Ego Focus vs. Skill Focus

Ego focus occurs when an athlete’s self-perception is primarily derived from his/her ability or natural talent over effort. A young basketball player, who is taller than his teammates, exudes confidence as he is better able to get more rebounds, run faster, and steal more balls than his teammates. Winning over his competitors is used as his measure of competence. His talents are verbally reinforced by the coach and parents, whose remarks focused on how great he is and what a fine future he will have. This young athlete completely embraces the well-intended praises as he continues to display strong, and often time flashy ball handling. Even when the team loses, he hears that he is not responsible to carry the team all by himself and losing just happened as the team puts too much expectation on him. In essence, to be seen as a winner becomes the essential ingredient for an ego focused athlete.

Skill focused emphasizes on the incremental completion of tasks to achieve a greater level of competence. The same basketball player embraces his learned skills to achieve his best and uses constant valuable game and practice feedback to make adjustments and learn through the process. The game is used as an experiential laboratory where the learned experience is used to make constant improvements. Irrespective with the end result of the game this athlete, who also seeks to win, is praised by coaches and parents for his effort, ability to stay focused, and positive display of team cohesion.  Consequently, the foundation to achieve best results is based on the constant improvement of skill development.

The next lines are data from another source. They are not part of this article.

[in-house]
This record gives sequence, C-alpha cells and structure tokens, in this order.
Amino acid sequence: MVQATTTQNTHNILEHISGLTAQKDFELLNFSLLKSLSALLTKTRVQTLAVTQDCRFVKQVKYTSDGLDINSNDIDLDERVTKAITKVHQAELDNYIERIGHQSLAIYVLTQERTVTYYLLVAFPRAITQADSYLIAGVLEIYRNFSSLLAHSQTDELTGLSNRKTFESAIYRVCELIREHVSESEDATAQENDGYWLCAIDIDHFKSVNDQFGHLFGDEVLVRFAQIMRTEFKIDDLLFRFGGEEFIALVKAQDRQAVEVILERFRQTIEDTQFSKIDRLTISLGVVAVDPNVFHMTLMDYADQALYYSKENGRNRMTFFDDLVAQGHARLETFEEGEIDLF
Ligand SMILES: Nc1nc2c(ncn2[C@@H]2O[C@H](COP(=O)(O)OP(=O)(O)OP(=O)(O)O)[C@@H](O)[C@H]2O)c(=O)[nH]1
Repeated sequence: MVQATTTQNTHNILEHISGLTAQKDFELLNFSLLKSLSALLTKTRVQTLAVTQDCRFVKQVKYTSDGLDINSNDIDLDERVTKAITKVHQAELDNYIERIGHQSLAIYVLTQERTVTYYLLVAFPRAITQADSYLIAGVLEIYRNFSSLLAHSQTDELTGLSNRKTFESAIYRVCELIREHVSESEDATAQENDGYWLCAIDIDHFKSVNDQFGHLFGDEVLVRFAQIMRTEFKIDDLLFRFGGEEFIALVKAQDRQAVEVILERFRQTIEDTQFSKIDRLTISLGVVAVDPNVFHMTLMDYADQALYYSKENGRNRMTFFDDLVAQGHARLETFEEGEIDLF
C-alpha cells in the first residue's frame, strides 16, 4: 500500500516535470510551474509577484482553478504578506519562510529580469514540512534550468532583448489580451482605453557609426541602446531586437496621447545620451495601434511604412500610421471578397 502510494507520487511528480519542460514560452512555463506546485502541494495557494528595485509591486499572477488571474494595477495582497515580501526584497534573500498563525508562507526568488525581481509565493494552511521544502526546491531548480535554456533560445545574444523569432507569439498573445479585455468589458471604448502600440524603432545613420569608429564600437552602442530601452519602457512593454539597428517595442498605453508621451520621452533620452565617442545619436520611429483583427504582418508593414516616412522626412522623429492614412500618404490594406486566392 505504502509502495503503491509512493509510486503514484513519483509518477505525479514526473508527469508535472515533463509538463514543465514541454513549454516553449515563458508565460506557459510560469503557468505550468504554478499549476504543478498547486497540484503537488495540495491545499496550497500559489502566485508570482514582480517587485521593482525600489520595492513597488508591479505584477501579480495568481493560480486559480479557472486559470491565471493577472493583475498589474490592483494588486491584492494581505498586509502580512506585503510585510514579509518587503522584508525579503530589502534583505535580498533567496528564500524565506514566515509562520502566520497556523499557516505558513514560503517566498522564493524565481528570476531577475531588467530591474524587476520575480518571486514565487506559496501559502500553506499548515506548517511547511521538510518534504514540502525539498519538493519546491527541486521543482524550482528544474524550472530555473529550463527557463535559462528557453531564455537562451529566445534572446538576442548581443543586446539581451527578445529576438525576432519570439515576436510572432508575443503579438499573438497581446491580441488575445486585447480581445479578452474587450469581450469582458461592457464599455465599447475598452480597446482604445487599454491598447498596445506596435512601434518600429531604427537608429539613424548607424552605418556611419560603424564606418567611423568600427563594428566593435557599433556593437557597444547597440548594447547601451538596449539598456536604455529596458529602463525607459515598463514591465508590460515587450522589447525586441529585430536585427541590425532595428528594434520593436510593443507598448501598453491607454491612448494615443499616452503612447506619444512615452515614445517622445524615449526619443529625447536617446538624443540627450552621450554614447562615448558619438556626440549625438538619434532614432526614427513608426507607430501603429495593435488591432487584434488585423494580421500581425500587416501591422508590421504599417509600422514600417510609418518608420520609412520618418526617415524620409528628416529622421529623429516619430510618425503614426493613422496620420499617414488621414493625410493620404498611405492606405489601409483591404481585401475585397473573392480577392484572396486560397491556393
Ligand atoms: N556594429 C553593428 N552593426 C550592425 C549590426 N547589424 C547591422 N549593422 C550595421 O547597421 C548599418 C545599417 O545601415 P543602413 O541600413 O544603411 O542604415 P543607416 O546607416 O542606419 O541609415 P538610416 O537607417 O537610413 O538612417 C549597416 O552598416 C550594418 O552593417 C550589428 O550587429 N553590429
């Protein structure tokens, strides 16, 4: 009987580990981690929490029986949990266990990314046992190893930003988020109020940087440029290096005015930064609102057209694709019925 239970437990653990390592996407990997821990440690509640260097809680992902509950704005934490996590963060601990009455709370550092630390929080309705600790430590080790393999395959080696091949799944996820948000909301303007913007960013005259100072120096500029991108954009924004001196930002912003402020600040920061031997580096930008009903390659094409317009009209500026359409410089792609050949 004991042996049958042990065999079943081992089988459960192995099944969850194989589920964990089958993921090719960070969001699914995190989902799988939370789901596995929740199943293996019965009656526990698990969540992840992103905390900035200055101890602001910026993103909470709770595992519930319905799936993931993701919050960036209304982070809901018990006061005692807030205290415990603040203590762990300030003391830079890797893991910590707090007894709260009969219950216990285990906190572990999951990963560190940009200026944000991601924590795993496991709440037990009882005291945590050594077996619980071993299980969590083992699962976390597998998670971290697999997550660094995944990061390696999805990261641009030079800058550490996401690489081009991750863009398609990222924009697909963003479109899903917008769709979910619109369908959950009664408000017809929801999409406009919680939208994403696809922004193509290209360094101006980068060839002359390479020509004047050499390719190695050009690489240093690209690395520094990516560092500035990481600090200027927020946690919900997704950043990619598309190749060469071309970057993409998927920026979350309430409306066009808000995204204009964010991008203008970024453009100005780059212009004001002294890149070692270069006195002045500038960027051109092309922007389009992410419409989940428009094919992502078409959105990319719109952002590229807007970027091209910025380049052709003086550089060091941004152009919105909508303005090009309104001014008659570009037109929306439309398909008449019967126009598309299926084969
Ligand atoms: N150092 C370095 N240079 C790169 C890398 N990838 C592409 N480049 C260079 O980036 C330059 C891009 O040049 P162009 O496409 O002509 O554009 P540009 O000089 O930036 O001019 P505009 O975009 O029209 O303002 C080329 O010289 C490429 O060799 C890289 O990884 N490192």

It is normal for athletes to embrace a combination of both skill and ego focus. It may well be that a tennis player is very determined to follow a program routine to enhance fitness and skills during practice, but becomes more ego focused when competing at a high-level championship final, having more visibility from college coaches, playing against a home town rival or competing for a scholarship.

What’s most important is that in a performance event, where an athlete may easily be tempted to be absorbed by his/her ego, a coach becomes a strong leader to help steer the focus toward regaining task-involving cues.